Nupur’s A-Z of Indian Vegetables ~ E is for …

Hooray! It’s Saturday, almost time for another installment of Nupur’s eggceptional emumeration of The A-Z of Indian Vegetables. I can’t wait to see what will be featured over at One Hot Stove come Sunday or Monday.

Thanks again, Nupur, for the chance to play along!

Back when I was about 12 years old, the American Egg Board introduced a new ad campaign featuring the slogan “The Incredible Edible Egg ™”. The slogan was paired with a catchy little tune and the resulting four-word jingle remains in my head to this day — pretty successful marketing to last that long! 😉

For my entry to Nupur’s Letter “E”, I made an obvious choice. I make no excuse for being predictable however, as this veggie is none other than the enticing and unequaled… incredible edible eggplant!

Known in various languages as aubergine, baingan, brinjal, berenjena, daimaru nasu, makhua, melanzana, qie zi, terong, and many other names*, I was fascinated to learn that the eggplant is native to India*. You’d think I would have known that somehow, with endless exquisite eggplant edibles created and perfected by so many excellent Indian bloggers.

eggplant varieties
beautiful fresh purple and green eggplants

I have always been an eggplant fan, and now that I have found the sweet and tender asian varieties, I find myself indulging in eggplant esctasy every chance I get. Healthy and delicious, there are innumerable ways you can enjoy the enchanting eggplant:

Try Menu Today’s yummy Tamilian-style Stuffed Brinjals

Giniann’s spicy Brinjal Theeyal

For for wedding days or any day, Sailu’s Vankaya Bataani Kura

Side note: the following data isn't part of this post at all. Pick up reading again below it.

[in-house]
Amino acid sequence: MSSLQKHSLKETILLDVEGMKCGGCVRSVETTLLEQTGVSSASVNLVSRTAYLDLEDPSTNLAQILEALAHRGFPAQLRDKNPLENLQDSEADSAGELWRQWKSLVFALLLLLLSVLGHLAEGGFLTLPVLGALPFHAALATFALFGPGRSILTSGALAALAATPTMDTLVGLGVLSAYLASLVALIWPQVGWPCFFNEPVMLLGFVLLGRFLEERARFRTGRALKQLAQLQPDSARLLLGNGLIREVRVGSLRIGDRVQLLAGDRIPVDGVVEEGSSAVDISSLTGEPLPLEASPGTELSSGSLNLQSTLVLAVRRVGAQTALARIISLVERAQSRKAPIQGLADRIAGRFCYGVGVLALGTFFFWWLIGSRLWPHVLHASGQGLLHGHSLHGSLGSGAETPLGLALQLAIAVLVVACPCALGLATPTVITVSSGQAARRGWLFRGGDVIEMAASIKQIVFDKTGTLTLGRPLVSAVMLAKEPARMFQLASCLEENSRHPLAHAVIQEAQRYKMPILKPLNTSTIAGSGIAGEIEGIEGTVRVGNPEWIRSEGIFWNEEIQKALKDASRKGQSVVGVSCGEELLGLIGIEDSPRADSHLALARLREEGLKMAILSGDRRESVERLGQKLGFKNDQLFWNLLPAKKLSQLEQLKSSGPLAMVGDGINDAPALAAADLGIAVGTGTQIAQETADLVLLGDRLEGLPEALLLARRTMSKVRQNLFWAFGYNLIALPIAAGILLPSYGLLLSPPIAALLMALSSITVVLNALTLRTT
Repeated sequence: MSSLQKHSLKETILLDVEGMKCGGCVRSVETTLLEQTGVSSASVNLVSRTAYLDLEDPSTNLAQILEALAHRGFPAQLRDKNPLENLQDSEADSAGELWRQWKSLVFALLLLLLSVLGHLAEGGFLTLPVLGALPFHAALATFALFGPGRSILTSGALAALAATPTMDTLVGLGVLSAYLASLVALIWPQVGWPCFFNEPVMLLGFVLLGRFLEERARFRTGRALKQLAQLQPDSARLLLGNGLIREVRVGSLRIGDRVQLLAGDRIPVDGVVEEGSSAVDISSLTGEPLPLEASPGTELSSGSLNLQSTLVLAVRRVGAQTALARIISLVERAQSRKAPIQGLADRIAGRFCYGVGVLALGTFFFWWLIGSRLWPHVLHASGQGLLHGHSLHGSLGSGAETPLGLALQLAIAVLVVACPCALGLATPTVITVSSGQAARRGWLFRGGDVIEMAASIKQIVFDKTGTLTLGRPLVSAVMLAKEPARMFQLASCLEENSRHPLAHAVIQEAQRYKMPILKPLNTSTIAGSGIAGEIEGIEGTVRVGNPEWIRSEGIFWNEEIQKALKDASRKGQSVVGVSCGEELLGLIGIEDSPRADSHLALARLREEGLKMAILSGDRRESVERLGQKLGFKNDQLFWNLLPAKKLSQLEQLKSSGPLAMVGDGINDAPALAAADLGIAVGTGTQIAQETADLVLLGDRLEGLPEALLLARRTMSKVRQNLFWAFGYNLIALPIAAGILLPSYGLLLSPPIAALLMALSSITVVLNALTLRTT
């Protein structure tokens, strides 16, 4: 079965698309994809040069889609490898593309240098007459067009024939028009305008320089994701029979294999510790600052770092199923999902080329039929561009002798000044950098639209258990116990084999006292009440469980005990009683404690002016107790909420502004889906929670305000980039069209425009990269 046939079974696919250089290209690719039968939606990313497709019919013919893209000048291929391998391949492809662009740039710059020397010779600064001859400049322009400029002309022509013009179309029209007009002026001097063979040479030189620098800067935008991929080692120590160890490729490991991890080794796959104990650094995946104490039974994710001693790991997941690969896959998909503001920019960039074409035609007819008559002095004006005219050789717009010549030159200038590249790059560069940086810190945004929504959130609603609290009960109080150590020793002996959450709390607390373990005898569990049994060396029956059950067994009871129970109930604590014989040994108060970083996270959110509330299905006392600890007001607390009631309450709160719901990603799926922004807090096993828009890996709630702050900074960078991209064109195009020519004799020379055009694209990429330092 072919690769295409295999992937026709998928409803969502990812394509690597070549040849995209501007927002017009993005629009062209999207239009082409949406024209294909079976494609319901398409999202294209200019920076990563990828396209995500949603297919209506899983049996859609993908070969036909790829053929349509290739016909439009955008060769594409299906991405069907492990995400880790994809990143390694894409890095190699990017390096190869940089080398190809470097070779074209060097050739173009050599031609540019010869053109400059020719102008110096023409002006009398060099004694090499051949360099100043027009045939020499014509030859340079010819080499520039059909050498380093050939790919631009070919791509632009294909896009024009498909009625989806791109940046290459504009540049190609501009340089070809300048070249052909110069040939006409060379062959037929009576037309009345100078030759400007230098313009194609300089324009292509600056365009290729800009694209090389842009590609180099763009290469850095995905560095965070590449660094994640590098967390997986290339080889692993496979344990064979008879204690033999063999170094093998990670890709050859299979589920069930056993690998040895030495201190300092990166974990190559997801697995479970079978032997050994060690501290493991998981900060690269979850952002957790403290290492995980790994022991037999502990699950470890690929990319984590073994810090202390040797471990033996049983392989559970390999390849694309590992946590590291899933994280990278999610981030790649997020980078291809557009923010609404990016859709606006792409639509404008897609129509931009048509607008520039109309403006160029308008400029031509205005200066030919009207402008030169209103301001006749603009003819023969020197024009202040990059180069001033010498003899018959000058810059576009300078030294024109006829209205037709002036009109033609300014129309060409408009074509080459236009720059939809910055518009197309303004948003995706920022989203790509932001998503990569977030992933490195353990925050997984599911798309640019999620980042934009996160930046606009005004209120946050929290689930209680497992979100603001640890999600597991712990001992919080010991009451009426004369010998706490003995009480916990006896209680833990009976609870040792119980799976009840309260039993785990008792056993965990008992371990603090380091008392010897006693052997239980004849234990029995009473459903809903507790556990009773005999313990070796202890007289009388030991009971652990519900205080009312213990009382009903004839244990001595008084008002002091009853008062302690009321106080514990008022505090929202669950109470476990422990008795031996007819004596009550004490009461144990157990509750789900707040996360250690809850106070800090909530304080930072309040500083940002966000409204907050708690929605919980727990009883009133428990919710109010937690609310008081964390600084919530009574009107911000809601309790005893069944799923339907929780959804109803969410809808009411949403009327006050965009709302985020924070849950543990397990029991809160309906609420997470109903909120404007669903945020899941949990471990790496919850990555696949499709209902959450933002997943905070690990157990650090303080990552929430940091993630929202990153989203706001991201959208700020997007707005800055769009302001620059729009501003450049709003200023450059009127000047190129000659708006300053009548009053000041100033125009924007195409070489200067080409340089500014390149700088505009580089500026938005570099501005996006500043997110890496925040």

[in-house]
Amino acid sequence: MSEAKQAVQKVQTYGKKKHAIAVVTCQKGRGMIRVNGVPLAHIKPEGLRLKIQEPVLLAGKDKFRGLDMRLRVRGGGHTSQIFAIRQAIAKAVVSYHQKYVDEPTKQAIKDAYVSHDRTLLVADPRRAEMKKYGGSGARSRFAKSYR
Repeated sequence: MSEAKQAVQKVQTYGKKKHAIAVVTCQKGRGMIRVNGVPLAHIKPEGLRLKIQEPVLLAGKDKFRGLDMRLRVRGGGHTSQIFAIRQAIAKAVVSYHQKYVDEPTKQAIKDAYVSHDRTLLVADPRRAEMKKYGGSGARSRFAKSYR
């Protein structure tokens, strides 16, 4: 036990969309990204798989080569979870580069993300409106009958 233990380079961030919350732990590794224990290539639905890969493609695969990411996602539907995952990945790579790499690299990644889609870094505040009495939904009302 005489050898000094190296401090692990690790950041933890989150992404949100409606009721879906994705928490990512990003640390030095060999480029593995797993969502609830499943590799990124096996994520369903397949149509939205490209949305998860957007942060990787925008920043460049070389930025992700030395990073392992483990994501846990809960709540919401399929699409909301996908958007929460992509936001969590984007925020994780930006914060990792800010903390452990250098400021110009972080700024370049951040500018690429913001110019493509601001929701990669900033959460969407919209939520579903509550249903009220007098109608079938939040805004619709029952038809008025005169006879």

Indosungod’s rich and tangy Mor Kozhambu or
yummy brinjal curry with spinach and brussels sprouts
yes, that says brussels sprouts! 🙂

With tasty menthi podi from Swapna’s Kitchen

Mix it up into Jasu’s brinjal chutney

In the mood for something timeless?

Try your eggplant elegantly sliced and spiced from Meena’s Hooked on Heat

Use some in Mrs. Marthi’s classic sambhar

Or make a beautiful ‘bouquet of brinjals’ with help from Indira at Mahanandi;
the Best Food IndiBlog of 2006! Congratulations, Indira!! 🙂

And how could I leave out our hostess’ traditional Marathi dish: Bharli Vaangi!


Many recipies for eggplant call for peanuts and/or coconut, two things I love but am trying, at the moment, to cut back on. I wanted to make a stuffing or gravy that had some substance — ie not made only of spices or vegetables — without draining my calorie bank account. The other day I found a bag of frozen jackfruit seeds at the store. They are fairly low in fat and calories, so I decided to give them a try. While not quite the robust nutty dish you get with peanuts, it came out pretty well! I used small purple eggplants, left whole and slit all around, roasted in ghee fragrant with garlic and ginger, and finished up in a thick gravy. I would also like to try this with the longer japanese-type eggplants, cut in chunks.